It was the night of the Homecoming dance my senior year, and 6 friends and I were headed to the dance from dinner. Suddenly, the guy who was driving ran through a stop sign and smashed into a telephone pole on my side of the car.I never lost consciousness, and I remember it all very well in detail. I looked down and saw that my right leg was completely broken — a compound fracture where I broke my tibia in half and the bone was sticking out of my leg. My left ankle was shattered, my right hand (which I had used to brace myself and protect my face from hitting the dash) was broken, and I had knocked out a tooth where my face hit the dashboard. I was the only one in the car that was hurt.

I remember lying there on the table in the hospital after it happened and asking the doctors “when can I run again?” but they continued to say “we don’t know.” They reassured me that I would be fine, but said they weren’t sure if I would be able to run again. Needless to say, due to my injuries I could not run my senior year in high school and my chances for running in college were ruined.

The accident changed everything for me, but I stayed positive and never gave up. The hope of being able to run and snow ski again helped me push through months of physical therapy and 3 surgeries over a year and a half as I transitioned into college. After hard work and determination, I was walking again, my leg was healing correctly after being reconstructed and the bone straightened, and I was feeling more sturdy and less timid with putting strain on my legs.

Eventually I was back to normal and doing all the activities I loved again — skiing, dancing, hiking, and exercising. I started running again about two and a half years after my third surgery, and I continued to run at the track for fun, but never again competitively.

I learned some tough life lessons, and that accident helped make me the person I am today. It has given me the positive and hopeful outlook that I have on life. It made me realize that life can change in a moment, and you have to make the best of what you have now and count your blessings. You also can not sit around and wait for life to be perfect, you must make a choice to live the life you want, despite some hard work and perseverance. You can never let anything get you too far down and you must always have faith.

Sometimes in life we are thrown a curve ball, (well, many times) and we can’t just sit around and wait for things to get better. You have to change your attitude, make choices, and figure it out. In most cases it turns out to be a blessing!

I still love the sport of track and am so thrilled that my oldest daughter is following in my footsteps. Track excites me and it is an incredible way to stay fit!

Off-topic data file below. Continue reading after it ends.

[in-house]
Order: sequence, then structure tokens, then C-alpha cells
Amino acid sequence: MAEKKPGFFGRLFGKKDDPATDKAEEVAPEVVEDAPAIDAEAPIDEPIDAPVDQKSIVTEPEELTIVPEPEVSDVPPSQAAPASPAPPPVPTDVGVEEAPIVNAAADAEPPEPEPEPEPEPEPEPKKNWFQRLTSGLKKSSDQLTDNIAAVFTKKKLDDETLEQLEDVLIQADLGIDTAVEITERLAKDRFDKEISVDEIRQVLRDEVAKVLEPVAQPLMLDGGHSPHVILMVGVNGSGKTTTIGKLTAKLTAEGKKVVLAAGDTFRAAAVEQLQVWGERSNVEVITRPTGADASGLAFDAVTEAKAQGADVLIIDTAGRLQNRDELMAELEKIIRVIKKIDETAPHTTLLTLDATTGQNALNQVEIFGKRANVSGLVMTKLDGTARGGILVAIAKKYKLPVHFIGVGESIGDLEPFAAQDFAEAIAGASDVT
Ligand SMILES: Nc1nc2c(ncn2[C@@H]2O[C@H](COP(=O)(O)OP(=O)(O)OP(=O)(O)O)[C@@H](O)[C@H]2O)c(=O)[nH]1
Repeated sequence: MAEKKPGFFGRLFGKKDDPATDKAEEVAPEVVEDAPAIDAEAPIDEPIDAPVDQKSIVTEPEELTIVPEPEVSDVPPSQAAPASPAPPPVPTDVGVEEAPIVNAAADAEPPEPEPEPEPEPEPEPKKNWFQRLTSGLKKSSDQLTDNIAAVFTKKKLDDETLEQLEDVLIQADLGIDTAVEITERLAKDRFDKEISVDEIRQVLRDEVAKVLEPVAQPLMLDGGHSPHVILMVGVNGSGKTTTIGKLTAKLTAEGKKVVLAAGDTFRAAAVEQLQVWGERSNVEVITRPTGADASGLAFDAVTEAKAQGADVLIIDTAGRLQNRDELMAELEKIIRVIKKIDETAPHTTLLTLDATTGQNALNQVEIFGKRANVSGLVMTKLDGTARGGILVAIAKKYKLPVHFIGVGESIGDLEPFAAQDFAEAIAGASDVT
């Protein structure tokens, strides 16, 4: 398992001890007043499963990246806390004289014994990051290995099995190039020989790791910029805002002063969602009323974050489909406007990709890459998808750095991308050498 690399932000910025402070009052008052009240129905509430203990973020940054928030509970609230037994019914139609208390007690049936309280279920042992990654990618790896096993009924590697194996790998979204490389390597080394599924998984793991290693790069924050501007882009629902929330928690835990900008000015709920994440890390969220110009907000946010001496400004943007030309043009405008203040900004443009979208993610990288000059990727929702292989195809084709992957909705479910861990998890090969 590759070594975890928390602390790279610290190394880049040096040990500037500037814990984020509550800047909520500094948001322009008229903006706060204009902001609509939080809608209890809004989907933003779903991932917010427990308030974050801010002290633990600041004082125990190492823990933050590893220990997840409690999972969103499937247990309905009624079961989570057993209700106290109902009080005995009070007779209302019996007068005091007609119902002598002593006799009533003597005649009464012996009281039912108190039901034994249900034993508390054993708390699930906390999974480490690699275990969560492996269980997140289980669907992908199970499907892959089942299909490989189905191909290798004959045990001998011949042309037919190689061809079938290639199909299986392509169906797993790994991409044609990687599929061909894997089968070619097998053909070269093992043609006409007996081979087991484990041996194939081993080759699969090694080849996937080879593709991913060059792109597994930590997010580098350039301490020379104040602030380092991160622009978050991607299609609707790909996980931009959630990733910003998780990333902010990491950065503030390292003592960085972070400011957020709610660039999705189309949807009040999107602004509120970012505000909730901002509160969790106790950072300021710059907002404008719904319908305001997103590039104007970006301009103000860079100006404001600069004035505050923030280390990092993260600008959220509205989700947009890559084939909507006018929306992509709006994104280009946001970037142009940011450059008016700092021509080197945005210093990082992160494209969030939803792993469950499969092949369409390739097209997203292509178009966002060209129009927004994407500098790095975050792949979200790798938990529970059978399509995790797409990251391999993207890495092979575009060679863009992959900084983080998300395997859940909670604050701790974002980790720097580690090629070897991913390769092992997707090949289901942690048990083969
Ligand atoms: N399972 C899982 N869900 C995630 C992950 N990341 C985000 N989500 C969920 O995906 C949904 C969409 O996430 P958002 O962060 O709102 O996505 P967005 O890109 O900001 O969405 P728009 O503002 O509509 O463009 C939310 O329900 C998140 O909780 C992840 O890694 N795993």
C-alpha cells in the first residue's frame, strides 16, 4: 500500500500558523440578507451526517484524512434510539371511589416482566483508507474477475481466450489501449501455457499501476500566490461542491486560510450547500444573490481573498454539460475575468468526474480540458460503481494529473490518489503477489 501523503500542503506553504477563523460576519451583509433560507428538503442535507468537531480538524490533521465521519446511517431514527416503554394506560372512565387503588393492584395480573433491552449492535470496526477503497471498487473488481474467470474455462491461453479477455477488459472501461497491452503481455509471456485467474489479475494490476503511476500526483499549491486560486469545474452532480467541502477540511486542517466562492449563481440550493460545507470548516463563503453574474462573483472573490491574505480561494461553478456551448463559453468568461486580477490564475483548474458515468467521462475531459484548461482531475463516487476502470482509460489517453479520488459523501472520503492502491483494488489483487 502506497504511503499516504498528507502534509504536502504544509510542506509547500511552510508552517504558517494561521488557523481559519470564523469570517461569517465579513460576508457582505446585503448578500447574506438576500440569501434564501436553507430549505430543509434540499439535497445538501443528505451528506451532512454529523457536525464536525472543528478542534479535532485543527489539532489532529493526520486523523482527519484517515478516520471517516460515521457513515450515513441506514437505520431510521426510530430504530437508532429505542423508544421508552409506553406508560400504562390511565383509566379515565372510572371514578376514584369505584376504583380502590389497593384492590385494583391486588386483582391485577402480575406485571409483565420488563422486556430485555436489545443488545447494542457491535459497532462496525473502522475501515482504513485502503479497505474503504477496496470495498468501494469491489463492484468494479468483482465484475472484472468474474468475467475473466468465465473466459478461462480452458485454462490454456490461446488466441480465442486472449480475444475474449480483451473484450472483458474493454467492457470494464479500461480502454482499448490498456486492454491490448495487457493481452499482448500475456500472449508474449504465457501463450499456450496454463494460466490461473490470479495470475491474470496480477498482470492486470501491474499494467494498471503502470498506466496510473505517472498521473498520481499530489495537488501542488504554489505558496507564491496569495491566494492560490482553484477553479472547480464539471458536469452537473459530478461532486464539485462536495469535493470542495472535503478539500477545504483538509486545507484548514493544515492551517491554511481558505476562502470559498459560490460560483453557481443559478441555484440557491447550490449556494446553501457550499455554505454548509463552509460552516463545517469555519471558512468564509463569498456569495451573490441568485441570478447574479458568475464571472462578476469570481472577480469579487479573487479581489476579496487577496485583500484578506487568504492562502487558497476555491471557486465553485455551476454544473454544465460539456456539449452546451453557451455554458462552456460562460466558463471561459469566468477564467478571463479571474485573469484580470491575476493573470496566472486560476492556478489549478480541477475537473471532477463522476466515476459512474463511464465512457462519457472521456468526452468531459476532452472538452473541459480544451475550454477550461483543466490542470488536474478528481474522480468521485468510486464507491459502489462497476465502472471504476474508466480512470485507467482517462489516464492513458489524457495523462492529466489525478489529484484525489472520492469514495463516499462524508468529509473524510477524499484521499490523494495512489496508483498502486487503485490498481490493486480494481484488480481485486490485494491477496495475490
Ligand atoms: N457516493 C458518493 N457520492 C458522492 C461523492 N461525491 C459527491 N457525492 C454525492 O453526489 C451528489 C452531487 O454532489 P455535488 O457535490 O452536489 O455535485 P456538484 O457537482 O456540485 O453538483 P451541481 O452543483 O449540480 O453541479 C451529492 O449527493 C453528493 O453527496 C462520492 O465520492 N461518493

Action Item:
Life can change in a moments time, and you have to make the best of what you have now and count your blessings. Make the choice to live the life you want, work hard, persevere and remain faithful!


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Real Women, Real Stories | Jeanne Little: Breaking the Cycle of Poverty through Education

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Roots: I have lived all over Texas, but I’m so thankful to have spent the last 32 years in Austin.

Family Life: Blessed to be married to an amazing man for almost 35 years. Lew and I have 3 children; Wesley, Anne and Elizabeth. Two weddings this year and now we have two more wonderful children; Dora Lee and Nick.

Work Life: I retired from real estate several years ago after 18 years with Moreland Properties.

The best advice I’ve ever gotten…“This to shall pass” from my mother. I always thought this meant that difficult times would not last. As I have gotten older I realize the need to live in the moment and appreciate all the good days. They pass too.

I’m most inspired by…I was fortunate to have an incredible mentor in business; Emily Moreland. Emily is a great example of a working mother. She has a deep faith, kind heart, commitment to helping others and always puts her family first.

When I’m not working, you can find me…on the hike and bike trail walking around the lake.

My perfect day…is having all my children home. Anne and Elizabeth live in California and New York and I miss them.

My Story: Breaking the Cycle of Poverty Through Education

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Showing the children the first-ever reading books at Victory School

I love to travel! In 2011 I convinced my husband Lew to go to Uganda to hike with the mountain gorillas in Bwindi Impentrable Forest. I had always wanted to go after seeing the movie “Gorillas in the Mist.” Bwindi is a remote village high in the mountains with no electricity or running water — this trip certainly qualified as the adventure I was looking for! We loved our hikes with the gorillas in the beautiful rain forest. It was awe inspiring to see these magnificent creatures in their natural habitat.